"A Clash of Kings" may not be the best book in "A Song of Ice and Fire," but at least it doesn't split up the characters and tell one long trudge of a story between two books. The second book in the series picks up shortly after the first leaves off — and more on that in a moment — and is fairly faithful to Season 2 of "Game of Thrones." After Ned Stark is beheaded for treason (and for correctly pointing out that Cersei's children with King Robert Baratheon are bastards borne of incest between her and her twin Jaime) Joffrey is now King of the Seven Kingdoms, and as anyone who watched the series knows, he's terrible. Stannis Baratheon, Robert's only brother, is furiously challenging the Lannister forces for what he believes is his rightful place upon the throne, aided by Ned's widow Catelyn and their son Robb (who makes a fateful mistake when he trusts Theon to care for Winterfell as Robb fights in the War of the Five Kings). As for Tyrion, he's Joffrey's hand of the king, trying constantly to keep the boy king in line and curb his most deranged impulses.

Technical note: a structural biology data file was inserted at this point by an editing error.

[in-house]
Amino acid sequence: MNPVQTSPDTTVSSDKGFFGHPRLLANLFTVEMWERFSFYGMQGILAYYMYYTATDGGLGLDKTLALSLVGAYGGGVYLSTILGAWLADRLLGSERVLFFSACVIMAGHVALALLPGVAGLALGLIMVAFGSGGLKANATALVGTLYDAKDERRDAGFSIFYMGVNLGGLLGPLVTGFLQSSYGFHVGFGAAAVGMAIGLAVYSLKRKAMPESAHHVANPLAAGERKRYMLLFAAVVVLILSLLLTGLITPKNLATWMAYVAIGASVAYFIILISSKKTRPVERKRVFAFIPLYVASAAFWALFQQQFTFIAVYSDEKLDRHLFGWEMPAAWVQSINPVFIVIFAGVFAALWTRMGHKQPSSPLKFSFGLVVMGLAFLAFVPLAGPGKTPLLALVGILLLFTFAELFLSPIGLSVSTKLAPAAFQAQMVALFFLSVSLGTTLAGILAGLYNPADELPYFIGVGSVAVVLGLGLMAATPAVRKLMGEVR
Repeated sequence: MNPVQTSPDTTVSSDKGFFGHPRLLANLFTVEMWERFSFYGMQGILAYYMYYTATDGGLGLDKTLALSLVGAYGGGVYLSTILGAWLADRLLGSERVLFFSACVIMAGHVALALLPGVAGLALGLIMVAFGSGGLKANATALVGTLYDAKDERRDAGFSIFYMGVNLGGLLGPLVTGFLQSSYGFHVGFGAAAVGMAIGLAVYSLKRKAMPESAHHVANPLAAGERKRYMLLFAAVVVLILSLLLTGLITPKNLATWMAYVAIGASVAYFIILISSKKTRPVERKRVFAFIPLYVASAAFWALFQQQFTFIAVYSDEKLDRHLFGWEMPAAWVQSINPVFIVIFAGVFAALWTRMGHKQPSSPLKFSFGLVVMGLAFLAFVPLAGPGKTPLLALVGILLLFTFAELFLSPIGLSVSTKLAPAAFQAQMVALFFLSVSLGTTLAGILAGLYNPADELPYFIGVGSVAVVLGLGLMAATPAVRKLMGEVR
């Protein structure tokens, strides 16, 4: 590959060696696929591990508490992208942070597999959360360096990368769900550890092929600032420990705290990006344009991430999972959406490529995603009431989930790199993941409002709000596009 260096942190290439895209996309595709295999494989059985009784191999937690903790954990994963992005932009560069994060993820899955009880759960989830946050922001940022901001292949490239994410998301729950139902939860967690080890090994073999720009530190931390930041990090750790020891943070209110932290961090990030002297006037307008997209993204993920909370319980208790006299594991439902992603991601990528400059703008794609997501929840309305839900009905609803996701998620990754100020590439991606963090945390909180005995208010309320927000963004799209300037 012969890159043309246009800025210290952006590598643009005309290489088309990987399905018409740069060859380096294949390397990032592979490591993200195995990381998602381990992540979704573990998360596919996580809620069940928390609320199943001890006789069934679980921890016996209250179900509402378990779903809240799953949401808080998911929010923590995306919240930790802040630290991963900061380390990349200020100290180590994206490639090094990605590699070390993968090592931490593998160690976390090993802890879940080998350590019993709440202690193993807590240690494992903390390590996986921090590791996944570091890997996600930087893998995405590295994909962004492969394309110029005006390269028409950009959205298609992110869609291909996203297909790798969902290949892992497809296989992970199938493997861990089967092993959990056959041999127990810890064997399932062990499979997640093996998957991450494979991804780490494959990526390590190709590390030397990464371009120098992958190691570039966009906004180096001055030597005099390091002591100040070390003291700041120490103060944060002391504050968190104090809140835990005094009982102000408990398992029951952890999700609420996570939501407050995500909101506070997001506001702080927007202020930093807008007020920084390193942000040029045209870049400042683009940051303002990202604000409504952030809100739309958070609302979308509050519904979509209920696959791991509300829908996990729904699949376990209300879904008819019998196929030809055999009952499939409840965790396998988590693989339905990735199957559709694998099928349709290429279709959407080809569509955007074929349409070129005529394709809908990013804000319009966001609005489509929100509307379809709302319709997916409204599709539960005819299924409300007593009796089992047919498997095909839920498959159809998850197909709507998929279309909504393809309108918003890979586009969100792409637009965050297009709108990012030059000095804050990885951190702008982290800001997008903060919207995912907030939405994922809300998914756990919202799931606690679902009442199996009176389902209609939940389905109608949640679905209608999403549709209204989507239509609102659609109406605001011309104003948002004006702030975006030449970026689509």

Up North, Jon Snow is just getting the hang of being a Night's Watchmen when he finds that he has to go beyond the wall and deal with the wildlings and their king, Mance Rayder; Daenerys, armed with three baby dragons, travels to Qarth and has a bizarre run-in with the warlocks, who intend to steal her dragons. As Season 2 does, the book ends with the Battle of Blackwater Bay, injuring Tyrion and securing a mighty victory for the Lannisters over the Baratheons. "A Clash of Kings" falls directly in the middle of the pack; it's not bad, but there are two better books in the series.

2. A Game of Thrones (Book 1)

The book that started it all is, unsurprisingly, one of the series' very best (and the only reason it's not top of the list is because number one is so spectacular). The novel, like "A Clash of Kings" after it, is quite similar to the first season of the HBO series; when Jon Arryn, longtime Hand of the King to Robert Baratheon, dies suddenly (and suspiciously), Ned Stark is called to replace him, moving him from his home at Winterfell to the metaphorical shark tank of King's Landing. While King Robert and his wife Queen Cersei Lannister — as well as her twin sister Jaime — visit Winterfell, the two ancient Westerosi families come together and clash; Sansa is excited to confirm her engagement to the young tyrant Joffrey Baratheon (Cersei's illegitimate son), and Bran falls from one of the castle's towers after catching Jaime and Cersei in a ... compromising situation.